VI GRAND PRIX D'EUROPE
Spa-Francorchamps (B), 20 July 1930.
40 laps x 14.914 km (9.267 mi) = 596.6 km (370.7 mi)
Chiron wins the European Grand Prix. Bouriat the moral victor
by Hans Etzrodt
The 1930 European Grand Prix on the Spa circuit was held to the fuel consumption formula. The Bugatti and Imperia factories both entered three-car teams while the remaining nine entries comprised independent Belgian and
French drivers with no real chance of outright victory. The three factory Bugattis were the only serious racecars with Chiron, Divo and Bouriat as the early leaders. Stoffel in an old Peugeot rated amongst the favorites
and held second place when he ran out of fuel near the end. The works Bugattis in the first three places were arranged with a staged finish to let Chiron win. Duray (Ariès) finished fourth ahead of Zehender (Imperia),
Charles Montier (Ford-Montier) and Ledure (Imperia) was the last finisher. From the eight retirements four cars ran out of fuel.
The European Grand Prix was held for the first time in 1923 at Monza and was won by Salamono (Fiat). In 1924 the race was held in France where Campari (Alfa Romeo) was victorious at Lyon. In 1925 Belgium held the European
Grand Prix at Spa where Ascari (Alfa Romeo) won. The following year Goux (Bugatti) won the event at San Sebastian in Spain. In 1927 the European Grand Prix returned to Monza and was won by Benoist (Delage). In 1928 Great
Britain had declined to hold the European Grand Prix, so it went again to Monza and was won by Chiron (Bugatti). In 1929 the ACF had organized their great annual race to the fuel consumption formula, but the other clubs did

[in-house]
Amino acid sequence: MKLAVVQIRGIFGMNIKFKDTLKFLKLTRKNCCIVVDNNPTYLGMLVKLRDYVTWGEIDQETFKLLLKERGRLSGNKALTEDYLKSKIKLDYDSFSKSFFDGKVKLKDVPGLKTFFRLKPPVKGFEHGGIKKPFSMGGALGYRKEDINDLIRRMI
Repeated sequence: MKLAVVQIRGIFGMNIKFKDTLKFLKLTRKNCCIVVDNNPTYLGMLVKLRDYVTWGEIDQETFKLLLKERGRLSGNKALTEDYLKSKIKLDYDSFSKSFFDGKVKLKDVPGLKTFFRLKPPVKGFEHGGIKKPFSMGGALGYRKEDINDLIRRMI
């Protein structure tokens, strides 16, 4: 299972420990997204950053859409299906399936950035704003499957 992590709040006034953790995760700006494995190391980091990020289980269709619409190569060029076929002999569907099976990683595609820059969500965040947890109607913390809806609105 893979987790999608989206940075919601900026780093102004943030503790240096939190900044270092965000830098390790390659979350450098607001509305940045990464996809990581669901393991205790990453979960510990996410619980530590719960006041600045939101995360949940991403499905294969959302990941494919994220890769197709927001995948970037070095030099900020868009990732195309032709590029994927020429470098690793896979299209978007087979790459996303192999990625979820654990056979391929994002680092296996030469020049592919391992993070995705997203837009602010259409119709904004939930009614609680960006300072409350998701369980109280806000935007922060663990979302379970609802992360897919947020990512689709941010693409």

not want to comply with it. Then Italy was chosen again to taken over the organization of the European Grand Prix but the Italian club withdrew and the European Grand Prix did not take place that year.
For 1930 the sporting committee of the R.A.B.C. (Royal Automobile Club de Belgique) organized the Grand Prix d'Europe on the occasion of the centennial celebrations of independence, a national holiday on July 21. The race was
held the day before on the 14.914 km Spa-Francorchamps circuit to the A.I.A.C.R. consumption formula, which specified that the cars were not allowed to use more than 14 kg/100 km of 70% gasoline mixed with 30% benzol,
including oil consumption. The cars had to weigh at least 900 kg and the race distance had to be no less than 600 km. With this strict ruling the spectacular side of the speed races was missing. The secret of victory
depended on technical methods like a well regulated fuel feed system for example, which was unseen by the public.
Three factory Imperias with Zehender, Ledure and Doré headed the entry list. The Belgian company had prepared three racecars for this event, so that the Belgian Industry was appropriately represented at their nation's important
event. These modified sports cars raced without a supercharger and had an 1800 cc, 6-cylinder slide-valve engine fed by six carburetors designed by engineer Jean Couchard, but they had no real chance of winning. Bugatti sent
three factory entries with supercharged 8-cylinder 2.0- liter T35Cs, for Chiron, Divo and Bouriat. There were three independent Bugattis, Reinartz with a 2.3-liter T43 in race trim while Thiron and Cornet drove T35C's. There